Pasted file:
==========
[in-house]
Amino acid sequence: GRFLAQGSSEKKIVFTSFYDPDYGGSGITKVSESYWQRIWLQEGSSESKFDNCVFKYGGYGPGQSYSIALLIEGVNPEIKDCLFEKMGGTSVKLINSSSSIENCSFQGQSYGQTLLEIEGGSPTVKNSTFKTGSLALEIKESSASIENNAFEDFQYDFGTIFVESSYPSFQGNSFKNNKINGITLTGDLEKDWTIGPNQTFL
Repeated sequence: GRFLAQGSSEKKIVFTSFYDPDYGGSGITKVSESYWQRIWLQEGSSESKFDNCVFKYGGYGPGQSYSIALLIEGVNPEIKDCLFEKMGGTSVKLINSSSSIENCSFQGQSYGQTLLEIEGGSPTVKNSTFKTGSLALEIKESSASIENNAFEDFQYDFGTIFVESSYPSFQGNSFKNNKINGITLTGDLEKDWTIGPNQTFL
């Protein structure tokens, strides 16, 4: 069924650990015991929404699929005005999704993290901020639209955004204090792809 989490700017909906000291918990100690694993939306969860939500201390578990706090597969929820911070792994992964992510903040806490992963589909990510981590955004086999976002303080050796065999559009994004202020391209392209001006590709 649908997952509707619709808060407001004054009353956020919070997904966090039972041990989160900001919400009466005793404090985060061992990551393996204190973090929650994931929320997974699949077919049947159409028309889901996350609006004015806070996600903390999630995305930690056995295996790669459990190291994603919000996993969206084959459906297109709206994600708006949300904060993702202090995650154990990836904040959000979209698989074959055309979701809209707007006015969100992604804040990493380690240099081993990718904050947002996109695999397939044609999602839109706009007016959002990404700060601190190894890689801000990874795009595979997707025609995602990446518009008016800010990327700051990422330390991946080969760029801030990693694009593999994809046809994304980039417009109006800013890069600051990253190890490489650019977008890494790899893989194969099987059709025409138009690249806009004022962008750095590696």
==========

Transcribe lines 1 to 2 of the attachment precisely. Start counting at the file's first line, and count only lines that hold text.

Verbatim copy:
[in-house]
Amino acid sequence: GRFLAQGSSEKKIVFTSFYDPDYGGSGITKVSESYWQRIWLQEGSSESKFDNCVFKYGGYGPGQSYSIALLIEGVNPEIKDCLFEKMGGTSVKLINSSSSIENCSFQGQSYGQTLLEIEGGSPTVKNSTFKTGSLALEIKESSASIENNAFEDFQYDFGTIFVESSYPSFQGNSFKNNKINGITLTGDLEKDWTIGPNQTFL